Your body has a superpower called the immune system!
In wake of the ongoing COVID-19 pandemic, the world has seen a science experiment play out in real-time. People are infected with viruses, such as the common cold and the flu, all the time. On average, it can take about 10 years to develop a vaccine for a virus. In order to understand how vaccines work, you first need to understand your immune system. The immune system is one of the body's most extraordinary elements! Our immune system fights off harmful viruses and other pathogens that are all around us every day. The immune system is separated into two categories: innate immunity and adaptive immunity.
Notes: Definitions are bolded throughout the blog and are listed at the end of the blog. This is only an overview of key factors involved in the immune systems.
The innate immune system is the body's first defense against pathogens entering the body. When your body is introduced to an unfamiliar pathogen (a bacteria, virus, or fungi) an alarm goes off and the body immediately begins to fight the foreign antigens. Antigens are substances that initiate an immune response. There are two types of antigens: foreign and autoantigens. Autoantigens are produced by our bodies and foreign antigens are produced outside of our bodies.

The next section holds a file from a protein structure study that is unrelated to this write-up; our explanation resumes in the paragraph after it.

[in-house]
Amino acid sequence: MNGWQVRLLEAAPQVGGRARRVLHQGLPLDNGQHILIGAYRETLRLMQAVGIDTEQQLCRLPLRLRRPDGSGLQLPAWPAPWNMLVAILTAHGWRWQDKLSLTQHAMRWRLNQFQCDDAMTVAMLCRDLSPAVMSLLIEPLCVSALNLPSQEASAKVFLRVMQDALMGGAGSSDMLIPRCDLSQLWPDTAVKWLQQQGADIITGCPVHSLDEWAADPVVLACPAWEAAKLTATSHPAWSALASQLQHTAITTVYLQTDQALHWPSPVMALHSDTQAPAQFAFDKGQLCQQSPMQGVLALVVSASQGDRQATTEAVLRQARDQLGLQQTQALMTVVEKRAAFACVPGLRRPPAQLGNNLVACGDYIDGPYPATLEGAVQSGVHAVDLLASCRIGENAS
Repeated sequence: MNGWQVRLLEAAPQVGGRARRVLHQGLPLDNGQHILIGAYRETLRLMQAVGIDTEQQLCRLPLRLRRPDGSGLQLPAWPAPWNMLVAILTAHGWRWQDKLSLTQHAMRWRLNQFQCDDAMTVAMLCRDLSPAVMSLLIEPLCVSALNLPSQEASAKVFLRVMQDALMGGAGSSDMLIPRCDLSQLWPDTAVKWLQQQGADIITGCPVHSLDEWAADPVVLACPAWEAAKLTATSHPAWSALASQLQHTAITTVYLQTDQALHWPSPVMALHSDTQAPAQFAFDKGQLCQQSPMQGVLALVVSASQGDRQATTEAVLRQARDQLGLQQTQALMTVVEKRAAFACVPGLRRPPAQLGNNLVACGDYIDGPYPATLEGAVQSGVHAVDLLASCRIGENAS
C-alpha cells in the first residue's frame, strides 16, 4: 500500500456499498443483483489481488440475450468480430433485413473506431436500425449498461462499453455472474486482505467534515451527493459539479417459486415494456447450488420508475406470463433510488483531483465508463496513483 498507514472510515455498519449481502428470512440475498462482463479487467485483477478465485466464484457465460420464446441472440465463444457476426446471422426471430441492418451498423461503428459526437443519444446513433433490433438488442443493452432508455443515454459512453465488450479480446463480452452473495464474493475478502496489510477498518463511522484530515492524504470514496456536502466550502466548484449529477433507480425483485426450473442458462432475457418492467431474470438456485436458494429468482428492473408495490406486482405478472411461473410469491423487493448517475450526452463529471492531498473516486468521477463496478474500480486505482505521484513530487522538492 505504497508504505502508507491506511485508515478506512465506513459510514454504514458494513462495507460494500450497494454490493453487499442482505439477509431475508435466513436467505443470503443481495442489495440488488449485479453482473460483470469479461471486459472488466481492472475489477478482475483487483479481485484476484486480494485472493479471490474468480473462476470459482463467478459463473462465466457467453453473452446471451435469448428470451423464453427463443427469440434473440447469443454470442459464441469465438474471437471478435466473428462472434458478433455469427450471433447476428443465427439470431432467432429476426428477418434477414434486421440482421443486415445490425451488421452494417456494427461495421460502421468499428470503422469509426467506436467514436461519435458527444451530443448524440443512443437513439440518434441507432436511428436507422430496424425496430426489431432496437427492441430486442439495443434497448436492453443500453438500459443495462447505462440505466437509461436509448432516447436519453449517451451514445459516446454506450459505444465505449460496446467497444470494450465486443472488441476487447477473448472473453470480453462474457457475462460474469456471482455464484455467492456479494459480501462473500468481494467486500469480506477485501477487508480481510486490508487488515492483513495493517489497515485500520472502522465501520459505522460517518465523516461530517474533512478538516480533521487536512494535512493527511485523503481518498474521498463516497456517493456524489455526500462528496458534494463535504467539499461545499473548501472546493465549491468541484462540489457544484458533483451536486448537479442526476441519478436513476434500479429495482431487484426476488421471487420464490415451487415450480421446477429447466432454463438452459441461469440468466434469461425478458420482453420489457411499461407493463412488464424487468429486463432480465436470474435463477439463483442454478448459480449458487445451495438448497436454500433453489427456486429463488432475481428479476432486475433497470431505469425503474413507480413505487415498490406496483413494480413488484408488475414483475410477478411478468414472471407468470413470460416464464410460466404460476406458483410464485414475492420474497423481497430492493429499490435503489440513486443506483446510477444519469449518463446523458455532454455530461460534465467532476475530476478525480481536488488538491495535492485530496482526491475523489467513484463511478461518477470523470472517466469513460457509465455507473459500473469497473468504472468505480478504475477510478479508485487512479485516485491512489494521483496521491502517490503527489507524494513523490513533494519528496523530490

The actions of the innate immune system begin with pattern-recognition receptors (PRRs), which are responsible for mediating the innate immune system. Once a pathogen enters the body, PRRs detect something known as pathogen-associated molecular patterns (PAMPs). The detection of PAMPs initiates an inflammatory response and activates other innate immune defenses.
“ Think of PRRs as a security scanner and PAMPs as a suspicious pattern that leads to extra security forces coming to the area”
Specific cells that play a key role in the innate immune system’s defense against infections are shown in the chart below. Each one of these cells has a different function that protects and defends our bodies from pathogens.